Exploring the effects of phonetic overlap and background noise on incremental processing in children

Jun 13, 2020 | NURJ x EXPO 2020 Poster

Sophia Liu

AdviserTina Grieco-Calub

Sophia is a current junior from Birmingham, Alabama majoring in neuroscience and minoring in global health studies. Sophia came into college uncertain about undergraduate research but discovered the field of communication sciences and disorders from my freshman seminar “Language and Childhood.” As an immigrant who grew up speaking both Mandarin and English, she is interested in how children with different experiences acquire language and use it to communicate with the world. As a result, Sophia joined the Hearing and Language Lab (HLL) to learn about how our experience with sound affects our ability to understand and learn language. Over the past two years, Sophia worked on studies about how children learn new words and how children with and without hearing loss process phonologically competing words. In the summer of 2019, Sophia was given a summer grant to conduct my own independent project on children’s ability to process rhyming words.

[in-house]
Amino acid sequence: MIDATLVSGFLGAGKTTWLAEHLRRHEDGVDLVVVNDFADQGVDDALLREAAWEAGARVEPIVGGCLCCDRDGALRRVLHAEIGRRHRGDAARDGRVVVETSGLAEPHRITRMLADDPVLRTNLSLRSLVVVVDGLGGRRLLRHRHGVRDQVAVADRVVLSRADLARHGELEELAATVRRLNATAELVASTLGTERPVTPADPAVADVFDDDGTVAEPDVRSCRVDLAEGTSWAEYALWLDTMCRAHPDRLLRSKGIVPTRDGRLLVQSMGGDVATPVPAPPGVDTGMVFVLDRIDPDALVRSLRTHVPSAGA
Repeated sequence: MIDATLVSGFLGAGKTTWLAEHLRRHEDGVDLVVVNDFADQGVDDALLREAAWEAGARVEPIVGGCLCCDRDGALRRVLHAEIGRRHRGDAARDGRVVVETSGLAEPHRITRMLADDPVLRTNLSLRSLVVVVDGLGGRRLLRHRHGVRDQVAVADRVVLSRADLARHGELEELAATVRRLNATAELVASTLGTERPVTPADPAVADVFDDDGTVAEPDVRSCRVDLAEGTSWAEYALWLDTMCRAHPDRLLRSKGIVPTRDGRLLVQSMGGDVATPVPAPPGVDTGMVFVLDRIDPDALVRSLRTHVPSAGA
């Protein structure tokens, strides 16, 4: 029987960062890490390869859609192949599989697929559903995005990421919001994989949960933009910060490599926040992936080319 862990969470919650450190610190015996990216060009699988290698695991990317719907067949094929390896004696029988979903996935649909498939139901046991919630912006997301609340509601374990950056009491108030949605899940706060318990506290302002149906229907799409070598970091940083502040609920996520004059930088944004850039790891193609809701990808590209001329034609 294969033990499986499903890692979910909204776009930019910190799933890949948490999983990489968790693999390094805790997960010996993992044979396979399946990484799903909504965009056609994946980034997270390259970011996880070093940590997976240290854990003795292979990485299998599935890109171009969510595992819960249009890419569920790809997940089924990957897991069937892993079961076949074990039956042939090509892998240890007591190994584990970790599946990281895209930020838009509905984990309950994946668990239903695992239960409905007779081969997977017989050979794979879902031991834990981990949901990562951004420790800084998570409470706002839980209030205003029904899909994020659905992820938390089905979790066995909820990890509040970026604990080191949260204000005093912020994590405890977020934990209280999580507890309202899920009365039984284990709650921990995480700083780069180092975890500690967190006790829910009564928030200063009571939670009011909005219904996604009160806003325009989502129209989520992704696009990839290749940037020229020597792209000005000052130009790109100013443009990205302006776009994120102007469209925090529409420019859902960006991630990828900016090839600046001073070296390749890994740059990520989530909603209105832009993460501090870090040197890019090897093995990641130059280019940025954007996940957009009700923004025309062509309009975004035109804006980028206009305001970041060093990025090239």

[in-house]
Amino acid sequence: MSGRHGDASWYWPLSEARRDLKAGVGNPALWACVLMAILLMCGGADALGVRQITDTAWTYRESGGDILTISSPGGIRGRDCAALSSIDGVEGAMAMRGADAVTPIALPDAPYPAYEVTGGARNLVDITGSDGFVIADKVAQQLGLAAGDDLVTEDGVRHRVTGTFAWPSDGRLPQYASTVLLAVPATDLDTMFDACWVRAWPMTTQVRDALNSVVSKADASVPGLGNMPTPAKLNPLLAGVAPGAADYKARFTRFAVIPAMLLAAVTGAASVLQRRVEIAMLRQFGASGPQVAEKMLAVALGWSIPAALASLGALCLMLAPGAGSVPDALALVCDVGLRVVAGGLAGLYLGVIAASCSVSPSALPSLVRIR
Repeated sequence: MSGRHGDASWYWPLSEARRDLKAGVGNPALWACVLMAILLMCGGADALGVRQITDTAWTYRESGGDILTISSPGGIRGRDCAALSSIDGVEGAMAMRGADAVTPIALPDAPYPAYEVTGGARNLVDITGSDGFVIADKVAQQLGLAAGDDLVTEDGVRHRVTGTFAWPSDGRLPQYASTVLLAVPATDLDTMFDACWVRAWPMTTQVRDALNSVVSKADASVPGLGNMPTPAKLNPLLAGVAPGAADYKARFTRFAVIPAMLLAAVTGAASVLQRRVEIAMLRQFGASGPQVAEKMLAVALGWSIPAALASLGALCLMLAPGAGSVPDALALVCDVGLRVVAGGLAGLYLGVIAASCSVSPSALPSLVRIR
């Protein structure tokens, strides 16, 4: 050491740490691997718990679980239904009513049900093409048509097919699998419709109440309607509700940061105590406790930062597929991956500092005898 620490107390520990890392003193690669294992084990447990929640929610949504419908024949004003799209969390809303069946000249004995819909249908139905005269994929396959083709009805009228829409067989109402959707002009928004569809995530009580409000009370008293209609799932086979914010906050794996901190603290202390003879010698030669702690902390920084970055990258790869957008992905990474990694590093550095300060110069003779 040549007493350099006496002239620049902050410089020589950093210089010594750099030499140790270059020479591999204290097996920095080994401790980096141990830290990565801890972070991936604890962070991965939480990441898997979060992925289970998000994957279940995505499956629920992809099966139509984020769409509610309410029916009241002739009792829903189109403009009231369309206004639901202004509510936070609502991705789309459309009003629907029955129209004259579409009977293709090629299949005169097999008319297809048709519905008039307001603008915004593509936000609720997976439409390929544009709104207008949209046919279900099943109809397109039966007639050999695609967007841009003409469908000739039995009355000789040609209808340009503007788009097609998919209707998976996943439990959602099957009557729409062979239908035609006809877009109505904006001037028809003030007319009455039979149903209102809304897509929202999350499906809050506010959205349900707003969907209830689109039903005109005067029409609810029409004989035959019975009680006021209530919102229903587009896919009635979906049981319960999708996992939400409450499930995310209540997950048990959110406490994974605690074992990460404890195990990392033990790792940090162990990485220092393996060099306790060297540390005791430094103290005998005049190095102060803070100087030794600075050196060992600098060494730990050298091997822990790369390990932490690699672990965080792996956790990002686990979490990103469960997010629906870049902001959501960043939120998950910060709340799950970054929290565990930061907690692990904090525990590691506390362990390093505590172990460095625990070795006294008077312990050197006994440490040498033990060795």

In everyday conversation, individuals actively process speech in order to comprehend and respond in real-time. As a word unfolds, listeners activate possible lexical candidates and actively determine the target word as they receive more information, a process referred to as incremental processing. This process requires knowledge of one’s native spoken language and the ability to recognize individual phonemes. While this process allows for rapid word recognition, it can also result in phonological competition among multiple candidate words that have phonetic overlap. This has been shown for words that share the same initial phonemes (e.g., candle and candy). However, other types of phonetic overlap, such as rhyme (e.g., candle and sandal), are not well explored. The present study implemented an eye-tracking paradigm in school-age children to quantify incremental language processing of words that rhyme with or share offset phonetic information with other words. The experimental method enabled us to measure the extent to which children looked at target images (e.g., candle) as well as images that served as rhyme competitors (e.g., sandal), shared offset competitors (e.g., poodle), and unrelated distractors (e.g, diaper) as the target speech unfolded. Children completed the task in quiet as well as in the presence of broadband background noise, which disrupts the acoustic representation of the speech input. The data suggest that phonetic overlap does impact incremental processing in quiet. However, the background noise condition slows processing speed to a certain extent for each of the three competitor image condition.